Despite early fundraising success fueled by Proposition 8 supporters, Pugno lost a 2010 race for the top-targeted 5th Assembly District to Democrat Richard Pan, 49 percent to 46 percent. The suburban Sacramento Assembly seat. which had a slight voter registration advantage for Republicans at the time of the election, had been in GOP hands for more than two decades.

Republicans hold a 20-point voter registration in the newly drawn 6th Assembly District, which includes parts of El Dorado, Placer and Sacramento counties. Gaines, who was elected to the Assembly in a 2011 special contest held to fill a vacancy created by her husband's election to the state Senate, had raised about $31,000 for her re-election bid as of the end of 2011. Republican Linda Park and Lincoln Democrat Reginald Bronner have also announced candidacies for the seat.

PHOTO CAPTION: Republican candidate Andrew Pugno talks with supporters while awaiting election returns on June 8, 2010. Randy Allen / Sacramento Bee file, 2010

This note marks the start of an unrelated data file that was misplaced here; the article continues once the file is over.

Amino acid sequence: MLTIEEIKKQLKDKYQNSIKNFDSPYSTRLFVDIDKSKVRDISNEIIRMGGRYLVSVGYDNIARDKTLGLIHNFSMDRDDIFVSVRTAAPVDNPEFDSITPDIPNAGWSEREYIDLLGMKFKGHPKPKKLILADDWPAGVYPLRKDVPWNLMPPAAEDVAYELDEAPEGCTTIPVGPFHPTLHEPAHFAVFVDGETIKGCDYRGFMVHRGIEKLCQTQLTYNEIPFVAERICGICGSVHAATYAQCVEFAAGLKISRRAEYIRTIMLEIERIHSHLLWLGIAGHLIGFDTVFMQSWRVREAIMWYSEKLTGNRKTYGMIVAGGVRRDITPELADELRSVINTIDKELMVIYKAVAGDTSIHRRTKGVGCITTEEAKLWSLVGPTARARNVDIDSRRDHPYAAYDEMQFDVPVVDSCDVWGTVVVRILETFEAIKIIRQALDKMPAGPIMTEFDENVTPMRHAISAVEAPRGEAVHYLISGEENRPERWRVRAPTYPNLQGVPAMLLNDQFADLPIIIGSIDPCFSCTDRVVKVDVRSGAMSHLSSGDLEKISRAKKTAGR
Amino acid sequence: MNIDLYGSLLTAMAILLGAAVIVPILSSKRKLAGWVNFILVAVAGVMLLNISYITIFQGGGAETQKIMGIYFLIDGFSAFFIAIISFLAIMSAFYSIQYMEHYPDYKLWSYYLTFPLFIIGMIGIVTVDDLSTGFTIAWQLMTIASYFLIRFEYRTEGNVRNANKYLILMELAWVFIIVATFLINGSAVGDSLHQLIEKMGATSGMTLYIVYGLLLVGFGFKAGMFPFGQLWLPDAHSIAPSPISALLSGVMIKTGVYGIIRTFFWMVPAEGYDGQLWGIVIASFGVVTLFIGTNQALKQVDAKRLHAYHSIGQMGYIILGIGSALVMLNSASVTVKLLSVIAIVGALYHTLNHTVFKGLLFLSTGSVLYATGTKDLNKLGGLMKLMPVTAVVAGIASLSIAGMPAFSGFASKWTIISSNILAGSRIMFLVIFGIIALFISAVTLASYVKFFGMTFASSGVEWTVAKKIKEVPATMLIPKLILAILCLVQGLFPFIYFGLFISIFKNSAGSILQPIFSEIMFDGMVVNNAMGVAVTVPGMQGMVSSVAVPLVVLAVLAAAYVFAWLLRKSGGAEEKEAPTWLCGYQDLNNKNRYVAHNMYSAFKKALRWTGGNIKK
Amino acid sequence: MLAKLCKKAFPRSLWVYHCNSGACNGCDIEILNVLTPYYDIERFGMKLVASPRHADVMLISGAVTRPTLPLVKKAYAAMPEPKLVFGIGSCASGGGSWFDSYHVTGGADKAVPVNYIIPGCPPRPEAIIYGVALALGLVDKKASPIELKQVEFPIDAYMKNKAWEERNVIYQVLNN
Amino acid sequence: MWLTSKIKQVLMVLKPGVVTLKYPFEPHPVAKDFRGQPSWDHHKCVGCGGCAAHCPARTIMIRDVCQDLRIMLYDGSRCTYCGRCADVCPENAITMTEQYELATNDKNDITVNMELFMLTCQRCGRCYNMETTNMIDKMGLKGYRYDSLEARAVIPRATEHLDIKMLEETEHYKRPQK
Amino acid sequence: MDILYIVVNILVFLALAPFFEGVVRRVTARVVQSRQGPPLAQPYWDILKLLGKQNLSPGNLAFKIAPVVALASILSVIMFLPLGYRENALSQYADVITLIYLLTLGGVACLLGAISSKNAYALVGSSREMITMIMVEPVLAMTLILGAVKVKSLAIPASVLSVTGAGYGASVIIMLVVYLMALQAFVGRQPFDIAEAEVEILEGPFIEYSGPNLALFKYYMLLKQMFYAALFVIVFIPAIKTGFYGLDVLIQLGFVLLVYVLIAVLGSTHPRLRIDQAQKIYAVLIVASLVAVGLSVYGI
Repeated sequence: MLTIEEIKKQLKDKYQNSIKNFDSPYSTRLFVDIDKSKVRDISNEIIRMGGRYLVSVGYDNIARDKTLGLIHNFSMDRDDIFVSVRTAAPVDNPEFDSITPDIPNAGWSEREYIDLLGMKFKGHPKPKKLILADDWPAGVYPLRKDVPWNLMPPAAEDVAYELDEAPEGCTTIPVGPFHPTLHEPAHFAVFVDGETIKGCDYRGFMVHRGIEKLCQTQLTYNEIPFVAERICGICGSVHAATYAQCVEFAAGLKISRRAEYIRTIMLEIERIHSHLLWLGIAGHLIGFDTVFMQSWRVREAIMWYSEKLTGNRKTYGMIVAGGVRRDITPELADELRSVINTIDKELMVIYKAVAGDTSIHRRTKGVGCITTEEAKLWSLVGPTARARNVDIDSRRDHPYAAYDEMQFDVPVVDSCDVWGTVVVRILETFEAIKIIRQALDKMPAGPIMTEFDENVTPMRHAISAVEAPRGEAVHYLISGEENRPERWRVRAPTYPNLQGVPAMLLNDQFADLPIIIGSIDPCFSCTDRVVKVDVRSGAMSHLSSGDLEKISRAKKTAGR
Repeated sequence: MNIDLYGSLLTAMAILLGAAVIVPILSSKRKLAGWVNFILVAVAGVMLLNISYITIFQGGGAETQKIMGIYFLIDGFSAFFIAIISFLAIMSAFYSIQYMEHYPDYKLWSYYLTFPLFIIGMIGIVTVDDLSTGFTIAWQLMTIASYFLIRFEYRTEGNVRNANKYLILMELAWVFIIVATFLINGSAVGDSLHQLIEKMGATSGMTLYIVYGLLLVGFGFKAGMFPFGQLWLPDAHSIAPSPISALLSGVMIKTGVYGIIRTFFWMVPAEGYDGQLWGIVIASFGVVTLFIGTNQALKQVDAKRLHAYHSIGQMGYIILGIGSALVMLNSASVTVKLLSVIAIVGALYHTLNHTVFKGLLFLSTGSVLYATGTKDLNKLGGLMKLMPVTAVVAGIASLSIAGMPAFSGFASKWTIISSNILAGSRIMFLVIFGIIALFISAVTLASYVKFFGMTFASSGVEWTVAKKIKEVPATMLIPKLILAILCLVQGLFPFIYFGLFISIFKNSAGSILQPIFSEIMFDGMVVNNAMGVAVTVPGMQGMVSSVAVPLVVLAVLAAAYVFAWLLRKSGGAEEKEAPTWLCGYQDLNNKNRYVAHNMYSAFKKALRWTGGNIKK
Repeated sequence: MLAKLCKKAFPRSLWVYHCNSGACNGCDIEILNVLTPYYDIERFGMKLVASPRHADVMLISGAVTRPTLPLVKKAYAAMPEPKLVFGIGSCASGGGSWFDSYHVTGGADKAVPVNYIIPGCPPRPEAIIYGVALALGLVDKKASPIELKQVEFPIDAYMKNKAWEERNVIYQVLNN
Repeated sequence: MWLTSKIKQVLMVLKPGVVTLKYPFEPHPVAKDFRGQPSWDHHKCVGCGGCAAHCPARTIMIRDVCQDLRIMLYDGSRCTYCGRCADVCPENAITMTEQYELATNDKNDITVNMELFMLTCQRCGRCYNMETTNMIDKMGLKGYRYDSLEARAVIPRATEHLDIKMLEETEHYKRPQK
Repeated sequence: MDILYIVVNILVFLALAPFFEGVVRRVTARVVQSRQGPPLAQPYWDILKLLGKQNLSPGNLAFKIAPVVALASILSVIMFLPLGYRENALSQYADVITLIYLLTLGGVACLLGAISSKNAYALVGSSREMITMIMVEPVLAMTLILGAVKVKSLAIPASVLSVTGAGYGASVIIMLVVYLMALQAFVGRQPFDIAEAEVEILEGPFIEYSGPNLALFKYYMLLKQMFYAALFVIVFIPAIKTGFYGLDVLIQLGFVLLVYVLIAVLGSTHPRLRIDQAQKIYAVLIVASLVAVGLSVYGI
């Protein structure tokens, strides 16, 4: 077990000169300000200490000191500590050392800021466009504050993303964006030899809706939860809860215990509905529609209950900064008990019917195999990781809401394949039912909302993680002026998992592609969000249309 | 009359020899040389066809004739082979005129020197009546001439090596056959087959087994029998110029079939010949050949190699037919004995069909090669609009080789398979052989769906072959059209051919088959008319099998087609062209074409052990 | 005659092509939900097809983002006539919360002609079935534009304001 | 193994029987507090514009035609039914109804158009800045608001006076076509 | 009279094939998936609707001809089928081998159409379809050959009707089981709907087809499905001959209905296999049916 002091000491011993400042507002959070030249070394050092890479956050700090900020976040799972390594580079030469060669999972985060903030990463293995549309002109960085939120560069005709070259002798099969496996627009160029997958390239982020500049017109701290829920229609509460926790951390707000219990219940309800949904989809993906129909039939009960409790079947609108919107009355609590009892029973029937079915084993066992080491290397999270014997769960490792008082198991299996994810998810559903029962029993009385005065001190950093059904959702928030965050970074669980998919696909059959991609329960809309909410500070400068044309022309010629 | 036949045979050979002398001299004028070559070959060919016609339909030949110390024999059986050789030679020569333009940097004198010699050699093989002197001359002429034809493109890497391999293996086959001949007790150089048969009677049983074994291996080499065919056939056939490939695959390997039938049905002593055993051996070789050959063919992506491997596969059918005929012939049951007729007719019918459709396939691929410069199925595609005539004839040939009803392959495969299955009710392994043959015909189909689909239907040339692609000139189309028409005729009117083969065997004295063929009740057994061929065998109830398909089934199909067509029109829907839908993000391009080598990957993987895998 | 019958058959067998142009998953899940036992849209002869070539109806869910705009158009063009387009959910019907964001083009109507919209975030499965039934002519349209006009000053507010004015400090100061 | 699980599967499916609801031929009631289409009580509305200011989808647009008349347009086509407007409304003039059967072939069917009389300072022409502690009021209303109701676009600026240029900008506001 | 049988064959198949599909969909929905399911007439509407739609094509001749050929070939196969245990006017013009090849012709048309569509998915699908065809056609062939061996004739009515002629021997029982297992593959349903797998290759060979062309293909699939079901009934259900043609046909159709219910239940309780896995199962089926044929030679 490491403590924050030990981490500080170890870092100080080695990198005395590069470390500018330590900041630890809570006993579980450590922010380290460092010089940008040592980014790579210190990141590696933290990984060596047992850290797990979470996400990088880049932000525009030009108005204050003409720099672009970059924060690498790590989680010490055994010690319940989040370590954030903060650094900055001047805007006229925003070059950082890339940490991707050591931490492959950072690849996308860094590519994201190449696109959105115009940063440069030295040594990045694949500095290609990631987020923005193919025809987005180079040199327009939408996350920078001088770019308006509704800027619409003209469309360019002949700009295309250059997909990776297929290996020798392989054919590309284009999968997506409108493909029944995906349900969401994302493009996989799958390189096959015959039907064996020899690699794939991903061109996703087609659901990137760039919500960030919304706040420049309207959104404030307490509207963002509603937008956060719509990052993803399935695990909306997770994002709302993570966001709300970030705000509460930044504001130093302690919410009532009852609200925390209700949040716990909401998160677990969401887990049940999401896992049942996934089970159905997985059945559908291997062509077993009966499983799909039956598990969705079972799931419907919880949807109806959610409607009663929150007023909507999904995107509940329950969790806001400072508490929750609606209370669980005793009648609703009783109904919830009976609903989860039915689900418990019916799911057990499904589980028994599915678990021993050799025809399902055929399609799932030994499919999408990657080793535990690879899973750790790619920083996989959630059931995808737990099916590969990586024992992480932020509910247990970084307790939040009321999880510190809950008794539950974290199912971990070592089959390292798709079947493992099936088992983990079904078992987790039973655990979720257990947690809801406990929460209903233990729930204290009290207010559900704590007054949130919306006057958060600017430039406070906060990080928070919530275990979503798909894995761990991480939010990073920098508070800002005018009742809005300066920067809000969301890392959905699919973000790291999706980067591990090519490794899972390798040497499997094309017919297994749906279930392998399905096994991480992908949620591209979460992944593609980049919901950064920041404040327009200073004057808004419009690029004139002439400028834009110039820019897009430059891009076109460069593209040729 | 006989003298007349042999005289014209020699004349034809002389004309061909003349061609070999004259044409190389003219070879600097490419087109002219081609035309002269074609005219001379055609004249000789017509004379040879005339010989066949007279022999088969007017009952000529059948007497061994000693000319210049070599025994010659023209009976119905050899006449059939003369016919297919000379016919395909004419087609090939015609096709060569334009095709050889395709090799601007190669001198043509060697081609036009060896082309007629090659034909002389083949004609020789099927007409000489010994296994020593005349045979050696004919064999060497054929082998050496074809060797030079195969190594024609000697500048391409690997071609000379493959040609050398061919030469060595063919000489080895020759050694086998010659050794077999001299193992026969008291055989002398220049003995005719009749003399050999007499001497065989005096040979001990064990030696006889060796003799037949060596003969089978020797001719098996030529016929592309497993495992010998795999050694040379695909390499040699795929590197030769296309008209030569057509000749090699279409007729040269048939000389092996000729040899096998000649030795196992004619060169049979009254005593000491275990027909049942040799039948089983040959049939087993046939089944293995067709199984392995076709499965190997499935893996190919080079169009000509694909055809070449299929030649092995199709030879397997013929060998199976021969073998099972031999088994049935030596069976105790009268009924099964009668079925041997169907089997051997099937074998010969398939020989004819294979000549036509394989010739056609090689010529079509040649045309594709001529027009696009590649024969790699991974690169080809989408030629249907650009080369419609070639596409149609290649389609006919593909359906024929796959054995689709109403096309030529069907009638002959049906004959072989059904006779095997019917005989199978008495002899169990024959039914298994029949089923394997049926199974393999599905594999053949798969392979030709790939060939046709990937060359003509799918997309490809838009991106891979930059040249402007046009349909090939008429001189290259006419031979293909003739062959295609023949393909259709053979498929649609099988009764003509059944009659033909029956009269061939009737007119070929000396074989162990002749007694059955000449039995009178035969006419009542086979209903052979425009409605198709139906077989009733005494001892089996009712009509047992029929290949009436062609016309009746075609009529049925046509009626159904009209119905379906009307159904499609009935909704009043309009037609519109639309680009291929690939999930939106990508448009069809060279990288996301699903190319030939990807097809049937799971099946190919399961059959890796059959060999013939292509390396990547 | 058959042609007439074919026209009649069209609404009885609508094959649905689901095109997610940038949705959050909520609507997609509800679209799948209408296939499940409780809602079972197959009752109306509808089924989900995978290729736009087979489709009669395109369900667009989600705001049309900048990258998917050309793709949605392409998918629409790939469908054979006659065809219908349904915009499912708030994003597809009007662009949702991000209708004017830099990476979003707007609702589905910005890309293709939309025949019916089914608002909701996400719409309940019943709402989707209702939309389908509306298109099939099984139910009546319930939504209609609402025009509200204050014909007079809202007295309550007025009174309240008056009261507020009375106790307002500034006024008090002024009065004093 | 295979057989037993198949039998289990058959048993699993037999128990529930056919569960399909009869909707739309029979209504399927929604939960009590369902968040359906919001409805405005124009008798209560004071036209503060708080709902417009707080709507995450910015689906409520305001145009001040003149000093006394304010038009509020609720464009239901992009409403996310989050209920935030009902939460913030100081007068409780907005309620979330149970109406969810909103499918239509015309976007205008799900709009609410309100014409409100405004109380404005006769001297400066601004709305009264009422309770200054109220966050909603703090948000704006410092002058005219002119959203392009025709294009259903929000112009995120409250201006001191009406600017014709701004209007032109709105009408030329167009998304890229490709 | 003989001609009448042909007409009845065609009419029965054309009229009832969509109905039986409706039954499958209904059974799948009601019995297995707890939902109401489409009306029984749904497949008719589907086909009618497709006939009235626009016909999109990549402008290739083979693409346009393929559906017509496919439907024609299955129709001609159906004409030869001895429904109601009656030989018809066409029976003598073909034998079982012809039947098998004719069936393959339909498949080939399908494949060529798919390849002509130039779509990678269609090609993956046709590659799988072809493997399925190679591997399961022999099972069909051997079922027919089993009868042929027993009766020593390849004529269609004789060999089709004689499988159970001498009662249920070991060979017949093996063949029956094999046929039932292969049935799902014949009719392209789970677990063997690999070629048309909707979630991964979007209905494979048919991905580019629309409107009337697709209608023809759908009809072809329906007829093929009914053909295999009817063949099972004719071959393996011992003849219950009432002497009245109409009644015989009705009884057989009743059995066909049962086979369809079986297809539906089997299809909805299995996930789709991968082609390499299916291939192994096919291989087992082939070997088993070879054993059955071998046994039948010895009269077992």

March 7, 2012
Jerry Brown: 'It's good that we have old politicians around'

Gov. Jerry Brown, who will turn 74 next month, found himself last night in the company of an older politician, a rare enough occurrence Brown's thoughts turned to age.

"It's good that we have old politicians around," said Brown, in San Francisco to welcome Israeli President Shimon Peres, 88, to Temple Emanu-El. "There's a lot of these young ones, and they give us a lot of energy, but we need the wisdom of those who've gone through all the struggles."

The Democratic governor recalled meeting Peres some 40 years ago, when Peres was promoting Israeli bonds.

"I had purchased one by then, so that was very good," said Brown, who once reported the investment in his financial disclosures. "And I still have it, testifying to my faith in the future."

Brown said he and Peres spoke about brain research, and Brown suggested California and Israel could create a joint research program similar to the California-Israeli solar energy initiative Brown promoted when he was governor before, from 1975 to 1983.